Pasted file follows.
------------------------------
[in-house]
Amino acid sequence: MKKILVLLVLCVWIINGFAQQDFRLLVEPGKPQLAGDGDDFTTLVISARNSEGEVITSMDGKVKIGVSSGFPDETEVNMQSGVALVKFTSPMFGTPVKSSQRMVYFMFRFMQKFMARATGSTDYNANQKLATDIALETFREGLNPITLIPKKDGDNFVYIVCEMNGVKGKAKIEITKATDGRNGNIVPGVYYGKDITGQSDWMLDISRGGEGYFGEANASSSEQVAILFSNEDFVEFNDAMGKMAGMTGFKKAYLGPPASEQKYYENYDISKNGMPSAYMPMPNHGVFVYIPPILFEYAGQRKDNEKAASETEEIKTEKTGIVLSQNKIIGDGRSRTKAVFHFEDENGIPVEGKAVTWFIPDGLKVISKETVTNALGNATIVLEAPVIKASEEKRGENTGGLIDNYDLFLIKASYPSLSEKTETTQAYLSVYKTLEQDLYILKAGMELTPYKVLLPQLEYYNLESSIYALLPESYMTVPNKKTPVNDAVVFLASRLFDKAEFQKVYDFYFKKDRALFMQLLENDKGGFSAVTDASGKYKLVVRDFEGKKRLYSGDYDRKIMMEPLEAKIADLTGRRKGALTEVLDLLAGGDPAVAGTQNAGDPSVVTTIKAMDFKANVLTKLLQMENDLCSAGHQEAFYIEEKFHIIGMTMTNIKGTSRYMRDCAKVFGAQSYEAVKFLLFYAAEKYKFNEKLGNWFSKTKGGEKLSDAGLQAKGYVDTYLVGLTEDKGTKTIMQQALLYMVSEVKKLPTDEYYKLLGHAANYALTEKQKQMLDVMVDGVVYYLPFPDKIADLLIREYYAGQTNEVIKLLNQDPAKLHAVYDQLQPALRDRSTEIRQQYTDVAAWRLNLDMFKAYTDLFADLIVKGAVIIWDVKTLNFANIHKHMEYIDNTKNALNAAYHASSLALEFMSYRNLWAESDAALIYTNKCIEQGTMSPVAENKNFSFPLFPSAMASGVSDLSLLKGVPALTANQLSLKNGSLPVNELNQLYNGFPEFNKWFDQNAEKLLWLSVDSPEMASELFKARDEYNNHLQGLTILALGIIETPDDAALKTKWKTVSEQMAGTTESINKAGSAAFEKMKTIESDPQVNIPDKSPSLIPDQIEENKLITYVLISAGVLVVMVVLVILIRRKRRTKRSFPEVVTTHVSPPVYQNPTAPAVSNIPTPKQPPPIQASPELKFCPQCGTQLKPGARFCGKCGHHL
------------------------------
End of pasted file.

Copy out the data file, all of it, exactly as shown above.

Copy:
[in-house]
Amino acid sequence: MKKILVLLVLCVWIINGFAQQDFRLLVEPGKPQLAGDGDDFTTLVISARNSEGEVITSMDGKVKIGVSSGFPDETEVNMQSGVALVKFTSPMFGTPVKSSQRMVYFMFRFMQKFMARATGSTDYNANQKLATDIALETFREGLNPITLIPKKDGDNFVYIVCEMNGVKGKAKIEITKATDGRNGNIVPGVYYGKDITGQSDWMLDISRGGEGYFGEANASSSEQVAILFSNEDFVEFNDAMGKMAGMTGFKKAYLGPPASEQKYYENYDISKNGMPSAYMPMPNHGVFVYIPPILFEYAGQRKDNEKAASETEEIKTEKTGIVLSQNKIIGDGRSRTKAVFHFEDENGIPVEGKAVTWFIPDGLKVISKETVTNALGNATIVLEAPVIKASEEKRGENTGGLIDNYDLFLIKASYPSLSEKTETTQAYLSVYKTLEQDLYILKAGMELTPYKVLLPQLEYYNLESSIYALLPESYMTVPNKKTPVNDAVVFLASRLFDKAEFQKVYDFYFKKDRALFMQLLENDKGGFSAVTDASGKYKLVVRDFEGKKRLYSGDYDRKIMMEPLEAKIADLTGRRKGALTEVLDLLAGGDPAVAGTQNAGDPSVVTTIKAMDFKANVLTKLLQMENDLCSAGHQEAFYIEEKFHIIGMTMTNIKGTSRYMRDCAKVFGAQSYEAVKFLLFYAAEKYKFNEKLGNWFSKTKGGEKLSDAGLQAKGYVDTYLVGLTEDKGTKTIMQQALLYMVSEVKKLPTDEYYKLLGHAANYALTEKQKQMLDVMVDGVVYYLPFPDKIADLLIREYYAGQTNEVIKLLNQDPAKLHAVYDQLQPALRDRSTEIRQQYTDVAAWRLNLDMFKAYTDLFADLIVKGAVIIWDVKTLNFANIHKHMEYIDNTKNALNAAYHASSLALEFMSYRNLWAESDAALIYTNKCIEQGTMSPVAENKNFSFPLFPSAMASGVSDLSLLKGVPALTANQLSLKNGSLPVNELNQLYNGFPEFNKWFDQNAEKLLWLSVDSPEMASELFKARDEYNNHLQGLTILALGIIETPDDAALKTKWKTVSEQMAGTTESINKAGSAAFEKMKTIESDPQVNIPDKSPSLIPDQIEENKLITYVLISAGVLVVMVVLVILIRRKRRTKRSFPEVVTTHVSPPVYQNPTAPAVSNIPTPKQPPPIQASPELKFCPQCGTQLKPGARFCGKCGHHL